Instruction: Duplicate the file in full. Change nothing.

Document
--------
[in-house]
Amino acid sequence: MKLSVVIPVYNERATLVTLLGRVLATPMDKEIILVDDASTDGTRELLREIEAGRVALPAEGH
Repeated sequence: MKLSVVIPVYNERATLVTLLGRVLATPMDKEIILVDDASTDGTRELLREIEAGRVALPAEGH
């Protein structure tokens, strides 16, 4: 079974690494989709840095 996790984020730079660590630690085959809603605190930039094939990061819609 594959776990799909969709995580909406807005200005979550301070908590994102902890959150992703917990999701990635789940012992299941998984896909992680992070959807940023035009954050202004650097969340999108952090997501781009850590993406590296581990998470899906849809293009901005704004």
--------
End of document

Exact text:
[in-house]
Amino acid sequence: MKLSVVIPVYNERATLVTLLGRVLATPMDKEIILVDDASTDGTRELLREIEAGRVALPAEGH
Repeated sequence: MKLSVVIPVYNERATLVTLLGRVLATPMDKEIILVDDASTDGTRELLREIEAGRVALPAEGH
């Protein structure tokens, strides 16, 4: 079974690494989709840095 996790984020730079660590630690085959809603605190930039094939990061819609 594959776990799909969709995580909406807005200005979550301070908590994102902890959150992703917990999701990635789940012992299941998984896909992680992070959807940023035009954050202004650097969340999108952090997501781009850590993406590296581990998470899906849809293009901005704004």